US 1 is the easternmost of the main north-south U.S. Highways, all of which end in one, but there are areas where it is not the easternmost route of the system, with large portions of US 9, US 13, US 17, and US 301 occupying corridors closer to the ocean. When the system was laid out in the 1920s, US 1 was mostly assigned to the existing Atlantic Highway, which followed the fall line between the Piedmont and the Atlantic Coastal Plain north of Augusta. At the time, the highways further east were of lower quality and did not serve the major population centers.
US 1 travels along the east coast of Florida, beginning at 490 Whitehead St. in Key West and passing through Miami, Fort Lauderdale,West Palm Beach Fort Pierce, Melbourne, Titusville, Daytona Beach, Palm Coast, St. Augustine, and Jacksonville. The southernmost piece through the Florida Keys, about 100 miles (150 km) long, is the two-lane Overseas Highway, originally built in the 1930s after the Florida East Coast Railway's Overseas Railroad was ruined by the Labor Day Hurricane of 1935. The rest of US 1 in Florida is generally a four-lane divided highway, despite the existence of the newer I-95 not far away. State Road A1A is a mostly-continuous beachfront alternate to US 1, cut only by inlets and the Kennedy Space Center. North of Jacksonville, US 1 turns northwest in order to reach the fall line at Augusta, Georgia; US 17 becomes the coastal route into Virginia, where US 13 takes over. Until the 1990s, US 1 used high contrast markers (white text on a red background).
Through Virginia, US 1 is paralleled by Interstates: the remainder of Interstate 85 to Petersburg, Interstate 95 through Richmond and Fredericksburg to Alexandria, and Interstate 395 into Arlington. Within Virginia, US 1 is called Jefferson Davis Highway by state law, although local communities have renamed it without consequence. It is best known as "Jeff Davis Highway". US 1 crosses the Potomac River with I-395 on the 14th Street Bridges, and splits to follow mainly 14th Street and Rhode Island Avenue through the District of Columbia. After exiting the District into Maryland, US 1 follows the Baltimore-Washington Boulevard, the first of several modern highways built along the Baltimore-Washington corridor; I-95 is the newest, after the Baltimore-Washington Parkway. The route bypasses downtown Baltimore on its west and north sides and exits the city to the northeast on Belair Road, gradually leaving the I-95 corridor, which passes through Wilmington, Delaware, for a straighter path towards Philadelphia. Around and beyond Bel Air, US 1 is a two-lane road, crossing the Susquehanna River over the top of the Conowingo Dam before entering Pennsylvania. (US 1 bypasses Delaware, unlike I-95).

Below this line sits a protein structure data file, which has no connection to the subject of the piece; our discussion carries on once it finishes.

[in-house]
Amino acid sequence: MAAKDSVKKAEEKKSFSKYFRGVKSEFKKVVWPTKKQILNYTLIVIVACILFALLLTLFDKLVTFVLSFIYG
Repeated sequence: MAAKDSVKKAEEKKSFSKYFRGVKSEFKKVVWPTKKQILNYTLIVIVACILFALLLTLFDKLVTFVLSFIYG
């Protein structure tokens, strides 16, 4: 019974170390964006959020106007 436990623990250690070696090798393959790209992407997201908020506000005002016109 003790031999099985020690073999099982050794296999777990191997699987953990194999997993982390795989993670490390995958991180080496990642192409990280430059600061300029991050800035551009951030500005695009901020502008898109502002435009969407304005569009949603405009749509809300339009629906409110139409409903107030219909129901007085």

The two-lane US 1 becomes a four-lane freeway, officially known as the John H. Ware III Memorial Highway, upon crossing into Pennsylvania. This bypass extends around Oxford and Kennett Square, merging into the four-lane divided Baltimore Pike just beyond the latter. At Media, US 1 again becomes a freeway - the Media Bypass - ending just beyond Interstate 476. After several name changes, the road becomes City Avenue, the western city limit of Philadelphia, at the end of which a short overlap with Interstate 76 leads to the Roosevelt Expressway and then the twelve-lane Roosevelt Boulevard. US 1 again becomes a freeway after leaving the city, bypassing Penndel and Morrisville and crossing the Delaware River into New Jersey on the Trenton-Morrisville Toll Bridge.
After crossing into New Jersey, US 1 continues on the Trenton Freeway through the city of Trenton, becoming a divided highway with frequent jughandles once the freeway ends. The highway bypasses New Brunswick before merging with US 9 in Woodbridge, beyond which the US 1/9 concurrency continues through the rest of the state. The divided highway remains through Rahway and Elizabeth, though largely without jughandles, until it reaches the Newark Airport, where it becomes an eight-lane freeway around downtown Newark. The historic Pulaski Skyway takes US 1/9 into Jersey City, and the route exits the freeway at Tonnele Circle to head north into Bergen County. After joining the almost-freeway US 46, the three routes run northeast to the George Washington Bridge plaza, where they merge into I-95. US 46 ends in the middle of the bridge, which crosses the Hudson River into New York, and US 9 exits just beyond onto Broadway in Manhattan, but US 1 stays with I-95 onto the Cross-Bronx Expressway, exiting in the Bronx onto Webster Avenue. Two turns take US 1 via Fordham Road to Boston Road, which it follows northeast out of the city to the state line, never straying far from I-95.